There has long been a stereotype that the Irish are more suited to strenuous labor than other ethnicities. English and Americans would sneer, “where you can find scut work, you will find the Irish”. On the canal, this stereotype could not have been more accurate.
The Irish were the strength and fortitude of canal construction in the U.S. until the mid-1840s when contracting for the canal became “big business”, run by men with expansive working capital.
In an 1830 letter to Susan Decatur, C&O Canal President Mercer stated: “The greater part of them [canal laborers] are transient foreigners; sometimes on the Pennsylvania canals, sometimes on the Baltimore and Ohio Railroad, sometimes at work on our canal.”
Mercer’s canal company utilized largely free and indentured labor, but also put to work some slaves who were hired out by their owners. As a company, the C&O Canal refused to purchase their own slaves, most likely due to the trouble they had with their indentured servants.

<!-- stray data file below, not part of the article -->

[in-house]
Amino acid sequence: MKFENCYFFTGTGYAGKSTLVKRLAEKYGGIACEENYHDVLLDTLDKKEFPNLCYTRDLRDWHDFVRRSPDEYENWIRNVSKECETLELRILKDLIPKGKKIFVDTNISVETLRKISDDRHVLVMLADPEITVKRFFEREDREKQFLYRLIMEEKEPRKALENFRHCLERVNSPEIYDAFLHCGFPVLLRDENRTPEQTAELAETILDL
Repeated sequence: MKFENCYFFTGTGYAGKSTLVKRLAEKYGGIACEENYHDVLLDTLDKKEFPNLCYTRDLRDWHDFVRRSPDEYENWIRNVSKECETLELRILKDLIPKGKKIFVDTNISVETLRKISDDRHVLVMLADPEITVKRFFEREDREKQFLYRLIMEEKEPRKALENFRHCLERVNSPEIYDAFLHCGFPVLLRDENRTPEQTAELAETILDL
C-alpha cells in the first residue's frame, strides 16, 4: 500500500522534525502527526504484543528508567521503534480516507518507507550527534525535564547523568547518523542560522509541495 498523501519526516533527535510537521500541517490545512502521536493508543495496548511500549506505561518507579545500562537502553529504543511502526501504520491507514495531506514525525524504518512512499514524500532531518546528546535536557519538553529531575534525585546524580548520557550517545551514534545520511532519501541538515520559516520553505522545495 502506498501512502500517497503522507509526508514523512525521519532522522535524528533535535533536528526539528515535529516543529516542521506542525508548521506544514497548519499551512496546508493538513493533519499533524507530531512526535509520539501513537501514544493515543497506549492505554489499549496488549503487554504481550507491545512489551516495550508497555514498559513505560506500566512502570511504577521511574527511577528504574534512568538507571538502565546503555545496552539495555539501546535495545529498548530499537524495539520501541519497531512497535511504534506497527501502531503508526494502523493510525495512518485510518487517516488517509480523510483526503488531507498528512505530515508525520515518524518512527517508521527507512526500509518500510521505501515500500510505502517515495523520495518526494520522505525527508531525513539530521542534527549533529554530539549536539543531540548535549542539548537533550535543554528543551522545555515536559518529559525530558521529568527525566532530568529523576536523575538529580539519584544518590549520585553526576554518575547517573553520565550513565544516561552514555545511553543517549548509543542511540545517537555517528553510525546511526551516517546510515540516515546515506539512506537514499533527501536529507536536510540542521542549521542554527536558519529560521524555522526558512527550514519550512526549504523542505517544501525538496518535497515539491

Differences in wages, social class, discipline, and relations forced most canal workers to continuously travel to find work, fight to keep it, and then beg for payment for their labor. This constant, exhausting feast and famine cycle and their impoverished conditions made excessive drinking and violence a part of “common laborer culture”.
These laborers were so exploited that securing and maintaining employment was a constant uphill battle — trying to improve the destitute, adverse conditions that they were forced to work and live in was a monumental, almost impossible task. The workers’ mere existence was a trial, perhaps a test that was only able to be conquered by the tenacity of Irishmen.